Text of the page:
Nelson Mandela "Amadelakufa!" (Death Defiance!)


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Robben Island


Robben Island was an area where the mentally insane, lepers, thieves, and political prisoners were kept. It was there that Nelson Mandela spent long years of improsoment, made to work from 1974 until 1990 breaking rocks. In his autobiography, "A Long Walk to Freedom" Nelson Mandela describes his many years in a prison cell separate from the world and his family. However, even in Robben Island, Mandela made a difference. He worked through the protests and strikes which he led and aided. He also had influence over the people in Robben Island as a political leader, which is supposedly one of the reasons why he was released.

As a prisoner in Robben Island, Mandela was entitled to little, if any, rights. The the prisoners were made to do grueling work and did not enjoy any freedoms. Howeve, even through all of these difficulties, Mandela still fought for justice. During the first days of his internment at Robben Island he protested the amount of work that the wardens gave him and his fellow prisoners, and won. When Mandela heard that some prisoners were protesting against the wardens, he immediately went to help their cause not even knowing what they were protesting for; he just wanted to help his brothers in need. Later on, he managed to send out letters to different ANC members through his lawyer and found ways to communicate with his fellow prisoners, by means of codes on match boxes and plastic notes stuck on the inside of toilet bowls.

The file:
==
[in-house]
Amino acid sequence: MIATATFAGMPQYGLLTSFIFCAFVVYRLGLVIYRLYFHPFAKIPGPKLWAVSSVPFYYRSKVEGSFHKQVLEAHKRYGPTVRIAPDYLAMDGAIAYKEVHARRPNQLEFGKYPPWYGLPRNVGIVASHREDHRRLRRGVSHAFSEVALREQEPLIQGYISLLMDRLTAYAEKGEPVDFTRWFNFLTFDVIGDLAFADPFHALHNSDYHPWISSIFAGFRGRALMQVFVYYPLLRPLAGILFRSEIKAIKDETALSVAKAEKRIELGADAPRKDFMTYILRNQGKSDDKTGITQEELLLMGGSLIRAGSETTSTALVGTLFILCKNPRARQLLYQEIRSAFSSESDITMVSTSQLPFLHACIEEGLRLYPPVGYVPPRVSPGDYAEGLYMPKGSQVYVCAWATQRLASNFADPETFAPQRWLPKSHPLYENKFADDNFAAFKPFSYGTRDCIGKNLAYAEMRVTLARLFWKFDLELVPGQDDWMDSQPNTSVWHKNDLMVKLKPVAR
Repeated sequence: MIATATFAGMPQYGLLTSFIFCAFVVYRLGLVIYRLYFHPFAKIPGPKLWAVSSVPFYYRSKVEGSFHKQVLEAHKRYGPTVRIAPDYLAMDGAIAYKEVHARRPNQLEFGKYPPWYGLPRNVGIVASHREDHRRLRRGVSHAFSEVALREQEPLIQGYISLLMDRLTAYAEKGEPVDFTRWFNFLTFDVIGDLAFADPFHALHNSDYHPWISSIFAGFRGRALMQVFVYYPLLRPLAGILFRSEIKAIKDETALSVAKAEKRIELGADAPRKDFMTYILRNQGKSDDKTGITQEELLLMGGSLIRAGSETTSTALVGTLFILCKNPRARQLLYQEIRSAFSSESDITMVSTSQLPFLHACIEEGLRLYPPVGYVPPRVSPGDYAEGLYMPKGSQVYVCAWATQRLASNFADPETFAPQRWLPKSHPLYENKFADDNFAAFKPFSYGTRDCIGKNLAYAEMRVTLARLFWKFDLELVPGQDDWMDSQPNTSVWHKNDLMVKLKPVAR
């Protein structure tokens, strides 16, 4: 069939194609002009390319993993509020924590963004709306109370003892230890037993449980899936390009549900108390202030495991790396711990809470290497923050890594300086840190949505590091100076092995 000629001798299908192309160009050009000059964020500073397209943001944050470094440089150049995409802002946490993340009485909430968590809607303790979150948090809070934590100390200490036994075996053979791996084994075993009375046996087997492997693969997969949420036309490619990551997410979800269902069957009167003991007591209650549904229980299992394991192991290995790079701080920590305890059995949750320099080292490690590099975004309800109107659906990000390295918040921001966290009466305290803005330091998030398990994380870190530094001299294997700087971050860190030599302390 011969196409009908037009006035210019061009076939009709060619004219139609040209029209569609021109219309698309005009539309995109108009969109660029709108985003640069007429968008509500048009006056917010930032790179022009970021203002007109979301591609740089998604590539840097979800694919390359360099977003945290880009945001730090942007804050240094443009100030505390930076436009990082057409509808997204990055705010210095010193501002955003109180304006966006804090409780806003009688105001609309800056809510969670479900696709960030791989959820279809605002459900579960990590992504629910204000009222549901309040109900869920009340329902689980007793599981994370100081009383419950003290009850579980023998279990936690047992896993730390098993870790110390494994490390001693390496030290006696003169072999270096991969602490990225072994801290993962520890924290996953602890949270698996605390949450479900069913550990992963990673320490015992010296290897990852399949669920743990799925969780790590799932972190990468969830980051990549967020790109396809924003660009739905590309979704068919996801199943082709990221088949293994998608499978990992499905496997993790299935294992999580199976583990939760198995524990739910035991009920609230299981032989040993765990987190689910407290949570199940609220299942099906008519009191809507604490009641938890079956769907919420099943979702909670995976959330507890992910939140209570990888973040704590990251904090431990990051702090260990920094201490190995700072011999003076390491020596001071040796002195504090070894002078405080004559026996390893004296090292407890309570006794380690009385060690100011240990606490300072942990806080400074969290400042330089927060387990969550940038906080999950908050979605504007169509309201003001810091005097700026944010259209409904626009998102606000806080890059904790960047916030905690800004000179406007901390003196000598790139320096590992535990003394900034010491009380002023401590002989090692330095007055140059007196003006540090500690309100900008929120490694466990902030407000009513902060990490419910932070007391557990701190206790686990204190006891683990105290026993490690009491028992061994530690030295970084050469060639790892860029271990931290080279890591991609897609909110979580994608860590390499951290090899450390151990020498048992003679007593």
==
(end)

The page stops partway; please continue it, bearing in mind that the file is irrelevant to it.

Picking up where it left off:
While he was in Robben Island, Nelson Mandela exercised a great deal of power trying to make friends and avoid enemies. In his autobiography he describes it as, "The most important person in any prisoner's life is their warden. If you are cold and want an extra blanket, you might petition the minister of justice, but you will get no response. If you go to the commissioner of prisons, he will say, "Sorry, it is against regulations." The head of prison will say, "If I give you an extra blanket, I must give one to everyone." But if you approach the warder in your corridor, and you are on good terms with him, he will simply go to the stockroom and fetch a blanket." Nelson Mandela exercised his power by being friendly to the wardens. He managed to convince several of them that the ANC was not a group that is trying to get all of the white people out of Africa (as the government propaganda had instructed them). At the end, one guard who had been particularly viscous to Mandela and his friends said, after being told about the ANC and their mission, "It makes more bloody sense than the Nats."